Frost - What the symptoms mean
GroundCover™ Issue: 31
Frost's impact on crops depends on the crop type and variety, stage of development, temperature and other weather conditions, and the capacity of the crop to compensate for the damage. This is all influenced by complex interactions between environmental and plant factors. Identifying the symptoms of damage and estimating the likely impact of the damage on crop prospects are essential to making decisions about crop salvage.
Minimum temperature can vary widely, depending on the microclimate of the crop and location, and crop development stage. Farmers are generally aware of the variation between paddocks and the susceptibility of those low-lying paddocks. In addition to minimum temperature, the length of time below critical temperatures for plant growth and the number of repeat cold events are also important. But other factors such as soil water content, soil colour and surface roughness can also influence the temperature.
The most frost-sensitive stages of grain crop plants are around flowering and early grain filling. Plants can be 'hardened' by exposure to low temperature (<7°C), which reduces the chance of damage, and 'de-hardened' by exposure to higher temperature (>15°C), which increases the chance of damage.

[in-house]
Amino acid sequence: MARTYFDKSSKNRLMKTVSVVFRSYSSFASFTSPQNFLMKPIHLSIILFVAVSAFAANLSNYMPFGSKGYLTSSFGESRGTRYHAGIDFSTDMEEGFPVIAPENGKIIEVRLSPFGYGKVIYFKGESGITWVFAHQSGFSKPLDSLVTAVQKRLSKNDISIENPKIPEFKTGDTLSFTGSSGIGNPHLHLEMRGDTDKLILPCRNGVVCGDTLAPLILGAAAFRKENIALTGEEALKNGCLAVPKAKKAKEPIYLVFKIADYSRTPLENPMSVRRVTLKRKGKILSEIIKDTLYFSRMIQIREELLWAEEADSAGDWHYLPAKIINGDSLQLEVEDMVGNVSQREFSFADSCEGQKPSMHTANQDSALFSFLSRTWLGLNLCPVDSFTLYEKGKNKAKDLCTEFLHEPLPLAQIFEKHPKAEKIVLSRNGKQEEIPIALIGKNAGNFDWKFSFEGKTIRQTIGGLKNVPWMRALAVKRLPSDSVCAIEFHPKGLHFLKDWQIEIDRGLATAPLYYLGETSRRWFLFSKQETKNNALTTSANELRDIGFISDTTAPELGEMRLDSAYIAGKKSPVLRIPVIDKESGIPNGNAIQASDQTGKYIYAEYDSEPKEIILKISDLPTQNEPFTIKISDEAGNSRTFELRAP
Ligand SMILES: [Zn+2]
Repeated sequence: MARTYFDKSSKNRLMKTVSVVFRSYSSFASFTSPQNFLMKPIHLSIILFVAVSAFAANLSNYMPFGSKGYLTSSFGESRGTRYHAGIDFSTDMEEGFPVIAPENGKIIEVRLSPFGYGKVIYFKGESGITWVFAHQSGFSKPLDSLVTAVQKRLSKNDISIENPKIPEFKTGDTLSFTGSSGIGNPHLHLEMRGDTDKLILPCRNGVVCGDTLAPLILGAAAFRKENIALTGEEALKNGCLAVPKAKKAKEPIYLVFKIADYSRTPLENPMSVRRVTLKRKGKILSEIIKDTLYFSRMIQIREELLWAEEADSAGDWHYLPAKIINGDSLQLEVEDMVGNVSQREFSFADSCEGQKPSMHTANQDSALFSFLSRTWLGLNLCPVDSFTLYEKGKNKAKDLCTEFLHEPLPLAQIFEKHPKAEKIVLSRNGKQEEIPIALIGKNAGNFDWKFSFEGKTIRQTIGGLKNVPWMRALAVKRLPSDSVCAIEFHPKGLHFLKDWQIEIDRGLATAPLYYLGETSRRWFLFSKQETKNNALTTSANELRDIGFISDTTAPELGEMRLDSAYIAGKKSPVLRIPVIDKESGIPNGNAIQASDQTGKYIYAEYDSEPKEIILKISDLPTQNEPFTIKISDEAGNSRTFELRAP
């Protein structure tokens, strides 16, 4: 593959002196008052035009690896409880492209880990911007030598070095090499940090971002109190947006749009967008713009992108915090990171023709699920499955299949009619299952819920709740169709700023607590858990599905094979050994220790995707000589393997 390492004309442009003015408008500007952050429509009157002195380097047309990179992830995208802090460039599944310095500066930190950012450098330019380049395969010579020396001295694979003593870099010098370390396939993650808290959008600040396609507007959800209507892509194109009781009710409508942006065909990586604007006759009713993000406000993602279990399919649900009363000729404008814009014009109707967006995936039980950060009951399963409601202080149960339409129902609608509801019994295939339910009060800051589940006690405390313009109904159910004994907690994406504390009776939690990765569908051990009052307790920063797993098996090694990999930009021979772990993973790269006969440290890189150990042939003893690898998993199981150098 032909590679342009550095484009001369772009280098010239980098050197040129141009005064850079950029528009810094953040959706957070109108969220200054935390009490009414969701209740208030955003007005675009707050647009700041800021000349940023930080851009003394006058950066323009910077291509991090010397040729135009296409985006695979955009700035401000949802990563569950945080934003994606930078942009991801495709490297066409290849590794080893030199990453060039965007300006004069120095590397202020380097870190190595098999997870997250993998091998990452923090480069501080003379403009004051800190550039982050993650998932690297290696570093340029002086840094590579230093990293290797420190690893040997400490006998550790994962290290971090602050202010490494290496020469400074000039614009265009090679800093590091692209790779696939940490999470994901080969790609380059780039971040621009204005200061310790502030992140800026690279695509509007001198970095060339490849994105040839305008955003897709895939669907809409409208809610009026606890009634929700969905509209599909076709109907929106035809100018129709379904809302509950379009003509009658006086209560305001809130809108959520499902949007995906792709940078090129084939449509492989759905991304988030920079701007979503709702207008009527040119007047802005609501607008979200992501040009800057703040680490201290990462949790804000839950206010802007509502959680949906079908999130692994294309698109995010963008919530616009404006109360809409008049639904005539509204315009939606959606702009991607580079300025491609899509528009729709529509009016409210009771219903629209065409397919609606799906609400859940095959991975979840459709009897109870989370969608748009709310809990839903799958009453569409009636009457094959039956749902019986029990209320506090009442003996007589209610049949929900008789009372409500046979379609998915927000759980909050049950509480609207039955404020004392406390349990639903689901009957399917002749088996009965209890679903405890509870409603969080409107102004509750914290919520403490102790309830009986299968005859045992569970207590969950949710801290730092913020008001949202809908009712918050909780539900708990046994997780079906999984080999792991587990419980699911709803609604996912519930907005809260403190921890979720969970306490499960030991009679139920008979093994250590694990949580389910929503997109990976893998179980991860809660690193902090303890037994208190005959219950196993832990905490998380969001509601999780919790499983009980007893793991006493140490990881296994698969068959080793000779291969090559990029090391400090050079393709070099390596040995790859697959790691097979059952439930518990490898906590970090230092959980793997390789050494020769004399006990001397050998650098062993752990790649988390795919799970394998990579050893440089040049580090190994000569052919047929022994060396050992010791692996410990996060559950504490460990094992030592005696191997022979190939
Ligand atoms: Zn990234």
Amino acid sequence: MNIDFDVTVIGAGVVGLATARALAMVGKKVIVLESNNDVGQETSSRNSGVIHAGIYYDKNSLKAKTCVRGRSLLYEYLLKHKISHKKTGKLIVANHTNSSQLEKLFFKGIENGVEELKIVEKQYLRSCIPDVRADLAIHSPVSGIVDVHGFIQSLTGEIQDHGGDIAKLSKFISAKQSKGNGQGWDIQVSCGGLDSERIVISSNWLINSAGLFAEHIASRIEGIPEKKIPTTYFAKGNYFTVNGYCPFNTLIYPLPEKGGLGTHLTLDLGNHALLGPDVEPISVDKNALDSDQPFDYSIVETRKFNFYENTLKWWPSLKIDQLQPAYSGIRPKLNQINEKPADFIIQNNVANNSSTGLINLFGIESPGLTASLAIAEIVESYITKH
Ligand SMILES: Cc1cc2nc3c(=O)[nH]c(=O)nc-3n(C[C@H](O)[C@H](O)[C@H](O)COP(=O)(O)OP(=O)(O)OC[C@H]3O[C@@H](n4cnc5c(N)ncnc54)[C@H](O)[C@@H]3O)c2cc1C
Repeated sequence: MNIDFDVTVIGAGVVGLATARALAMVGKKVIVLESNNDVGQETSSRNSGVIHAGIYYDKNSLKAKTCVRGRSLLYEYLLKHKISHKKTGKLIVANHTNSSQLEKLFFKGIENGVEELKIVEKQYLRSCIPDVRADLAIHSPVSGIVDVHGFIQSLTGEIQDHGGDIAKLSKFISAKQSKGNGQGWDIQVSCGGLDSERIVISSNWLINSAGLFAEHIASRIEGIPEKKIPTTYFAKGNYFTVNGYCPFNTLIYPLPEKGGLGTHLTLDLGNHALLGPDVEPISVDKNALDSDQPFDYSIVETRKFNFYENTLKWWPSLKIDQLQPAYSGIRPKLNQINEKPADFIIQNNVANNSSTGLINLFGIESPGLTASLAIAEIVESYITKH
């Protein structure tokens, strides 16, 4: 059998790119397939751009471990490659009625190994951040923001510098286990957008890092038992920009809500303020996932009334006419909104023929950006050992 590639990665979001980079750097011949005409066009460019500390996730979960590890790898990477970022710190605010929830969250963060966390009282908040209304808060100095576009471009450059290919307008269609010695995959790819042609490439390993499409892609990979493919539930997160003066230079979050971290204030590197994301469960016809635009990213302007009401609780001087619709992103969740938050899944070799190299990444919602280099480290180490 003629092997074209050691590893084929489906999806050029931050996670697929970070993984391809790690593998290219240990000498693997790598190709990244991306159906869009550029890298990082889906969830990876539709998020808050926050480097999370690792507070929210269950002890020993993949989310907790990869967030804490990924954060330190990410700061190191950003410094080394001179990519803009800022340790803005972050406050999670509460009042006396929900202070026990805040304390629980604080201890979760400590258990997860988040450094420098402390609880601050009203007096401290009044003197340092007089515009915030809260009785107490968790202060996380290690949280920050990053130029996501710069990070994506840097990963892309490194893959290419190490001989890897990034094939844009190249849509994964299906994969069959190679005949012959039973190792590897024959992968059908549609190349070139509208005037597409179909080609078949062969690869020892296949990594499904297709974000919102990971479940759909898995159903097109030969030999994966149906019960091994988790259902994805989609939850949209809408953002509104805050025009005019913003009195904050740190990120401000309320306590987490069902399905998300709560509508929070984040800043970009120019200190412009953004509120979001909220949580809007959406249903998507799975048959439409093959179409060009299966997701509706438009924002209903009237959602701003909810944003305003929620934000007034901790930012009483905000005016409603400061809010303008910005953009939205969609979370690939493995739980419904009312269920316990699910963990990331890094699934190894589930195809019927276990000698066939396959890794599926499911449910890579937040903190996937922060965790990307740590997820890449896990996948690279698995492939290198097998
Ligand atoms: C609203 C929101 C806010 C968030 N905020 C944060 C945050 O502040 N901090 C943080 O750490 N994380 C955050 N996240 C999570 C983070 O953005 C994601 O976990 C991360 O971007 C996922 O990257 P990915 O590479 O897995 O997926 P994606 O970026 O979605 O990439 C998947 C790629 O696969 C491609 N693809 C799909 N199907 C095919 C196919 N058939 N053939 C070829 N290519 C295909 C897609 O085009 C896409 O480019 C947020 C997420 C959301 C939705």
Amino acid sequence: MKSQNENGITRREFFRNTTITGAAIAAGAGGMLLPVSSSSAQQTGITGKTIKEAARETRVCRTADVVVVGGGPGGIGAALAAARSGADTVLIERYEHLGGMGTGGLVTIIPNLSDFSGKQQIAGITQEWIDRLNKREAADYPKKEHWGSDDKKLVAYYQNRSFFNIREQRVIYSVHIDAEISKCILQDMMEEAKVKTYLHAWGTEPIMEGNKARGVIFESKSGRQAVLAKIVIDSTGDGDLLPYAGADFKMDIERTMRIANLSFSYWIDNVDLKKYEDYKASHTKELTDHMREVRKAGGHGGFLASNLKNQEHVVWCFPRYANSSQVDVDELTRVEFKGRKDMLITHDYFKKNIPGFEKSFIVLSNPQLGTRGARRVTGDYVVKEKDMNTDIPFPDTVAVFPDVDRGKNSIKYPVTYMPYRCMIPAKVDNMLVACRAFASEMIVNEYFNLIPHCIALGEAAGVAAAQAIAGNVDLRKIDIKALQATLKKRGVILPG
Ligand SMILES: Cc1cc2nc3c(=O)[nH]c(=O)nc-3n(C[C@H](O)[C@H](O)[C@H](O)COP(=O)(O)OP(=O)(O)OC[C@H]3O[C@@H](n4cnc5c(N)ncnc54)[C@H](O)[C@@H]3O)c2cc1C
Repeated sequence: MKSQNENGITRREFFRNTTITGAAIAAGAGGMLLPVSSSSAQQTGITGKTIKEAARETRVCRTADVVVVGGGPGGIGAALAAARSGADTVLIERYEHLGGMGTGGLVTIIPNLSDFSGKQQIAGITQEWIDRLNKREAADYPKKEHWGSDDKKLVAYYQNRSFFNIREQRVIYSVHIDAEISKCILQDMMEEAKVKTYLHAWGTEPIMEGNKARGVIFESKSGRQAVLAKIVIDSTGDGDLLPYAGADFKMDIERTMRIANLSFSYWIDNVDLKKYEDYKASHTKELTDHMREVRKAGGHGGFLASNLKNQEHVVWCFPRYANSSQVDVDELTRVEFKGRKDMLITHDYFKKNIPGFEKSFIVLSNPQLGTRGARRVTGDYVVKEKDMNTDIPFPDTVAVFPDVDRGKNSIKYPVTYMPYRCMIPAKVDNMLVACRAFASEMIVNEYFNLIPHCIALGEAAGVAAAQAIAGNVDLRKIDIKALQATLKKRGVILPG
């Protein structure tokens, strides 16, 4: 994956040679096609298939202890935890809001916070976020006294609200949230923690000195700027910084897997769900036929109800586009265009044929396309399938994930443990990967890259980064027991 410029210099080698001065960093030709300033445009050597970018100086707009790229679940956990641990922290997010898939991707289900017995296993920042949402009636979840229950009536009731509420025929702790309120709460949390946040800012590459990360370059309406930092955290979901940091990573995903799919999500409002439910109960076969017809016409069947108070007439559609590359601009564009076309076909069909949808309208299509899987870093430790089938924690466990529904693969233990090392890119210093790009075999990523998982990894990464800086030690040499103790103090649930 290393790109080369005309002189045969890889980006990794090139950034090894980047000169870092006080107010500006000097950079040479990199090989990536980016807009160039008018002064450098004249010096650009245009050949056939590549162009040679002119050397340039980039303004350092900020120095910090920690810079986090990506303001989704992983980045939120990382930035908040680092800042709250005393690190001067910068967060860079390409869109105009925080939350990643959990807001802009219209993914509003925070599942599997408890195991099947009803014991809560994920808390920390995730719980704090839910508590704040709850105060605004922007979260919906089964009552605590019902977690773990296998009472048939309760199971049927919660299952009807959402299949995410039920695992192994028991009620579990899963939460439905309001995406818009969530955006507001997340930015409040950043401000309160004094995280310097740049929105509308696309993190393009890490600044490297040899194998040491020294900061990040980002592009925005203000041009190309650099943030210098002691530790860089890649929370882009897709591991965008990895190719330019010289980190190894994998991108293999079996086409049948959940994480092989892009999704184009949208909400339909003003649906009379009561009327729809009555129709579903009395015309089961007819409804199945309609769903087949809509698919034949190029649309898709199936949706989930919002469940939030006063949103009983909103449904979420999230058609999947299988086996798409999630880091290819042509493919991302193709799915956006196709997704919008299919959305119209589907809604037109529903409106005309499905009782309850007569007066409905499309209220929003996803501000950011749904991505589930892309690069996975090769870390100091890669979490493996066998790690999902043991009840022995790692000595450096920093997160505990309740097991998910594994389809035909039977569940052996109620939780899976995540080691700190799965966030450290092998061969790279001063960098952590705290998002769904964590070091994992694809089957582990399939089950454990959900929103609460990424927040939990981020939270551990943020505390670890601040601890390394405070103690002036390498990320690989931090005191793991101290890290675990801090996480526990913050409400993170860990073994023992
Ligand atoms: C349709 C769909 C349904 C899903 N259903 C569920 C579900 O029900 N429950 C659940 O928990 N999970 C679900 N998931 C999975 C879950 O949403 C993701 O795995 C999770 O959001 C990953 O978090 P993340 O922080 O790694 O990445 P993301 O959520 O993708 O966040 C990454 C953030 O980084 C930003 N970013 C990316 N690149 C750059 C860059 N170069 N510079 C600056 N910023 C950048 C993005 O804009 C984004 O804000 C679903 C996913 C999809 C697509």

Rapid changes in the sensitivity of crops, such as wheat, around flowering mean that small (a few days) differences in the timing of flowering can be critical in the type and extent of damage observed. Such small differences can be caused by environmental factors such as spatial differences in nutrient and plant water availability.
The impact of the damage caused by frost also varies with the capacity of the plant to recover.
Crop symptoms vary depending on the exposure of susceptible tissues to damaging temperature. For picture and explanations see the Cereals — Frost Identification: Back Pocket Guide and the Pulse and Canola — Frost Identification: Back Pocket Guide.
How symptoms relate to grain quality, quantity
Frost damage to the head around flowering reduces the number of grains available to be filled. Often the remaining grain is well filled and of high quality. If spring conditions are particularly dry, reduction in grain number can benefit grain quality. Stem and head frosts will limit grain filling but can also lead to higher screenings and low hectolitre weight as well as a higher protein content. Starch and protein quality can also be affected by frost damage.
Great care needs to be taken in interpreting the impact of frost on grain quality and quantity because of the potential for 'unaffected' grain to 'contaminate' samples.
Program 3.7.3 Contact: Dr Doug Abrecht 08 9081 3111
Region National, North, South, West